Peter Kelly a 28-year-old Toronto resident who contracted MonkeyPox tells the Canadian Press
“I was so delirious,” he said in an interview, as he described the agonizing symptoms associated with the disease and the sense of isolation during about three weeks of home quarantine.
“I must have been really sick and I didn’t even know. For two days I didn’t really move, I would just go to the washroom and go back to bed and sleep some more. It was super high fever and night chills. I was wearing a winter jacket in bed, I was so cold.”
Kelly’s fever broke on the third day and soon after he said he noticed red rash. He said he immediately began to search the web for what the rash might be.
“You start Googling this and that’s the worst thing you could ever do.”
Doctors suspected it was herpes, which Kelly said “freaked” him out.
“That started to really affect my mental health because you can’t cure it. You can just control that over the years.”
But he looked at the pictures more closely, and wondered if it was monkeypox.
He went to the local hospital and told the authorities: “I need a monkeypox test, please.” The result came back positive.
Kelly said he was one of the first people in Ontario to be infected with that virus and is now part of a study among former patients being conducted at St. Michael’s Hospital in Toronto.
Kelly said his rash and lesions were some of the most painful things he has had to endure and the simple act of rolling over was “excruciating.”
It was when the rash started to turn into boils that the pain became unimaginable, he recalled.
“That is when the pain was throbbing. And I mean throbbing,” he said. “It felt like electric shocks. I didn’t sleep for probably like 30 hours or something. It was just so painful. I had a washcloth between my teeth trying to clamp on it, just to rock myself through the pain. But I couldn’t handle it. It was insane.”
One lesion on his left foot began to pool blood because he had to put his weight on it to walk, he said.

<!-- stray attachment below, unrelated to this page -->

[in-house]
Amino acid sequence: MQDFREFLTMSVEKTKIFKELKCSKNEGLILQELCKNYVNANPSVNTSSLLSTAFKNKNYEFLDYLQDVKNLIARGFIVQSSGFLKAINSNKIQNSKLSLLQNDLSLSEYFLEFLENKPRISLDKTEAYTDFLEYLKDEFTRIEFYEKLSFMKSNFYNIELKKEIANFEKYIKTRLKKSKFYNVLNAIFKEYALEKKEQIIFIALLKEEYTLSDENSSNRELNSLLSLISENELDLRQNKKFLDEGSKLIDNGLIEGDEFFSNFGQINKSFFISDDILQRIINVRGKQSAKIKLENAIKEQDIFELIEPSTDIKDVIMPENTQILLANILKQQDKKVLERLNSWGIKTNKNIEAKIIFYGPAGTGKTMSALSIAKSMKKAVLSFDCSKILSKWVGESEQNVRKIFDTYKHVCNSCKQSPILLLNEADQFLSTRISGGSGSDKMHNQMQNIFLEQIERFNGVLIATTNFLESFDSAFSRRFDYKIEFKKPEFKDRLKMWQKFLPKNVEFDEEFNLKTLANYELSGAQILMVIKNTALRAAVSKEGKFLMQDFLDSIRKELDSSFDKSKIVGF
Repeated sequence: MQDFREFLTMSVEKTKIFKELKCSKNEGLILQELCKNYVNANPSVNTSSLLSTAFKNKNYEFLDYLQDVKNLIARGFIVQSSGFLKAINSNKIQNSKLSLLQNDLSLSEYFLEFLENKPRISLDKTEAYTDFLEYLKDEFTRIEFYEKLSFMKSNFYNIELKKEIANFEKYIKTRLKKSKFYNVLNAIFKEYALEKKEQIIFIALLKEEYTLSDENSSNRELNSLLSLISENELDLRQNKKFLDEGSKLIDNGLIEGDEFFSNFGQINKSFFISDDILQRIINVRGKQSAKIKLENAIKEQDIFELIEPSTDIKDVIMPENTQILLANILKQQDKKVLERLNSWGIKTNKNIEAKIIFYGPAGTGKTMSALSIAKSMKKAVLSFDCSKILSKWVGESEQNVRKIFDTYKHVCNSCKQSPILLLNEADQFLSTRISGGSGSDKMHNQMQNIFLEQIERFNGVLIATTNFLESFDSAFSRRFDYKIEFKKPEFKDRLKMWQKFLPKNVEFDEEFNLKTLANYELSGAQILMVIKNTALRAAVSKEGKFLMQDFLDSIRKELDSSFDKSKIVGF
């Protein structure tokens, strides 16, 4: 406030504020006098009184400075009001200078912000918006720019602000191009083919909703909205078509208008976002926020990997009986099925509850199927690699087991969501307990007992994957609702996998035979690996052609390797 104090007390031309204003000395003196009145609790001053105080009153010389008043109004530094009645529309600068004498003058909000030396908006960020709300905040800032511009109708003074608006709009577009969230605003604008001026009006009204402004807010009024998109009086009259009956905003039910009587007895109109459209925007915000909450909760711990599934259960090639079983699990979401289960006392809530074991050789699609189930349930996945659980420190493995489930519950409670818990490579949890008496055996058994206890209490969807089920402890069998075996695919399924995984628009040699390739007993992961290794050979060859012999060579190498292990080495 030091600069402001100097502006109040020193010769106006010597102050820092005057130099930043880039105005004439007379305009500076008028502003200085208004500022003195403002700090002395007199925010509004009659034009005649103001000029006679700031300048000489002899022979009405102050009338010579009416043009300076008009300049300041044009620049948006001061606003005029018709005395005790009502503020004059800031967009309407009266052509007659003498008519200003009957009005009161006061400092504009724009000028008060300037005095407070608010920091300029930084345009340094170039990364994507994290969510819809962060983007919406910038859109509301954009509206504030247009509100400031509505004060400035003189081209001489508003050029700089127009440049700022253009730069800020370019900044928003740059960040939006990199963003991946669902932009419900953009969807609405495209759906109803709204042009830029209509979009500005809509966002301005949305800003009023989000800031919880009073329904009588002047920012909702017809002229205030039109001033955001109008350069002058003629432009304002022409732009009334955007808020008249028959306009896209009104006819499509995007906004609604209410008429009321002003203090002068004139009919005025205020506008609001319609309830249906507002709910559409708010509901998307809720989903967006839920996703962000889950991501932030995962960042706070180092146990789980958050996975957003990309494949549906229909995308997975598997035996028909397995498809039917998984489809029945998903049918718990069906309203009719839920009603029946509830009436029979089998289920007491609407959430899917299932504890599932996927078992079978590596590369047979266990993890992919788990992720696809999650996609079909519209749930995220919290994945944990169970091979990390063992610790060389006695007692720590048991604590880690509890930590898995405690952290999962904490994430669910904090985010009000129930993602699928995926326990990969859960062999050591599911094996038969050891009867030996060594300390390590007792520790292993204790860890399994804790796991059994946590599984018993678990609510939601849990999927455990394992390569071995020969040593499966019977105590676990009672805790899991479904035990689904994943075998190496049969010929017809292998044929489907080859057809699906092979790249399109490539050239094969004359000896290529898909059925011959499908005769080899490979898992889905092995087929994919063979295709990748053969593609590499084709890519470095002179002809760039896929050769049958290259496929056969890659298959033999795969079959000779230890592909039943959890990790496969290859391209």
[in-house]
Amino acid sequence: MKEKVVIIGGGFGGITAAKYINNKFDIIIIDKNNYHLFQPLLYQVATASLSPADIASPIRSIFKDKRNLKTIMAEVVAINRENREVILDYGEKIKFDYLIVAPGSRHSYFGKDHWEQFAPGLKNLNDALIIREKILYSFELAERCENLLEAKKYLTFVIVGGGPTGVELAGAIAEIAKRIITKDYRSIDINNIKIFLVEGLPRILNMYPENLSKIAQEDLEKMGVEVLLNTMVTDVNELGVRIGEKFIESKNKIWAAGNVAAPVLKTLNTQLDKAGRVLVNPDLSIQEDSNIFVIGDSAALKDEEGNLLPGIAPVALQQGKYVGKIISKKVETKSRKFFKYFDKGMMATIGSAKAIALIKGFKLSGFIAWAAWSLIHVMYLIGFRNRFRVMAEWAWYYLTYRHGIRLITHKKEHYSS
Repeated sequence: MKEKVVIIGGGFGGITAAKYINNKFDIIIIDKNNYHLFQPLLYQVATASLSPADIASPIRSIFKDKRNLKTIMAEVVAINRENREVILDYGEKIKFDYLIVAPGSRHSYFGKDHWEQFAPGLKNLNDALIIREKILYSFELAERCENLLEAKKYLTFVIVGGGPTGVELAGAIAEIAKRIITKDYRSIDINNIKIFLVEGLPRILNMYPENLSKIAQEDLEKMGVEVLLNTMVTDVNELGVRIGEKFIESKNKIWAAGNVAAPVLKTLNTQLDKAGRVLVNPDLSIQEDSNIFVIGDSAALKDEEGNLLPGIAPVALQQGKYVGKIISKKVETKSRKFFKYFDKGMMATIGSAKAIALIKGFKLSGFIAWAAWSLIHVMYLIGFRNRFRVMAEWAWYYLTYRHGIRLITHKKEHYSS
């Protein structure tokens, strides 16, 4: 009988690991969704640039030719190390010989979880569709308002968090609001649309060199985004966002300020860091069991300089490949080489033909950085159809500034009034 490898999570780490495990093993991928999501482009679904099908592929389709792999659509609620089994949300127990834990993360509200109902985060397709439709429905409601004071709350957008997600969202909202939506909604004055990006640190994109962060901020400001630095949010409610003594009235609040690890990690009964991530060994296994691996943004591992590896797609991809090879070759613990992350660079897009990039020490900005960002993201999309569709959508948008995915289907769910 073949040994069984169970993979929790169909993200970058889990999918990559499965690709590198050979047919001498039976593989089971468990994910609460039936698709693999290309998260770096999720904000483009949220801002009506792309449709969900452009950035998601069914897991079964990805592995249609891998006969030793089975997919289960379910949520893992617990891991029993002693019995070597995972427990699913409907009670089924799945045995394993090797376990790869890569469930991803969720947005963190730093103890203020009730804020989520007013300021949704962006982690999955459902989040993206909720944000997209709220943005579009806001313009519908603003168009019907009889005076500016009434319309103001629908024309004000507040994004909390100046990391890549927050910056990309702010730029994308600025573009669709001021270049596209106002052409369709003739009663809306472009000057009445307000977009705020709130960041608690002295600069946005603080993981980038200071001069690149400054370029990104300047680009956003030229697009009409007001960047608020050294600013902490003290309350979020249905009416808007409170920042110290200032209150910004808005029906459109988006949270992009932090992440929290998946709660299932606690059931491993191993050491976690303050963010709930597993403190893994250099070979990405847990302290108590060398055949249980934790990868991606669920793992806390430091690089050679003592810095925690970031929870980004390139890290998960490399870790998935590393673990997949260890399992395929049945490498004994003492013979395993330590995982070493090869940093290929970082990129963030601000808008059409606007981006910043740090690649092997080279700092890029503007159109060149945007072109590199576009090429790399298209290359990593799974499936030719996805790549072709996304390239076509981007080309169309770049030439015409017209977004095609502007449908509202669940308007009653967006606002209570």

Adding to the physical pain was the mental stress, he said.
Apart from visits to hospitals and clinics, Kelly remained isolated in his tiny Toronto apartment.
“I felt helpless because I’m being told to isolate for God only knows how long and I’m in excruciating pain,” he said.
During those three weeks, Kelly said he lost all his dancing and training work but his bills kept piling up.
He spent $50 a week at the coin-operated laundry in his building, and $120 on bandages and sterile supplies.
Friends dropped off food and groceries and coins for the laundry. Toronto Public Health gave him a grocery store gift card, although he didn’t know how to use it while in isolation.
As one of the first diagnosed cases of monkeypox in Toronto, Kelly said he felt “he was a bit of a guinea pig.”
He was told to “triple bag” all his garbage and label it as hazardous waste, to be picked up by a team, he said.
Kelly said he “for sure” contracted the virus at a bathhouse. “I got it because I like to have sex,” he said.
While he got a lot of support, he also received some hateful messages on social media.
“’You got the gay pox’, or ‘you’re disgusting’, or ‘you deserve to get it,”’ he said recalling some of the messages.
Kelly said that there was a stigma to contracting monkeypox, and he initially worried how people would react to his infection. But be decided to be open about it.
“I’m going to tell someone about this because there are more people, it’s not just me. They’re in the same situation at home isolating and there’s no one talking about it. There’s no resources or anything.”
He said he would like the government and public health agencies to devote more resources to fighting the spread of monkeypox.
His isolation period ended on June 21 and Kelly said he found a whole new appreciation for the outdoors.
“I’m getting on with my life.”
Peter Kelly in his own words below
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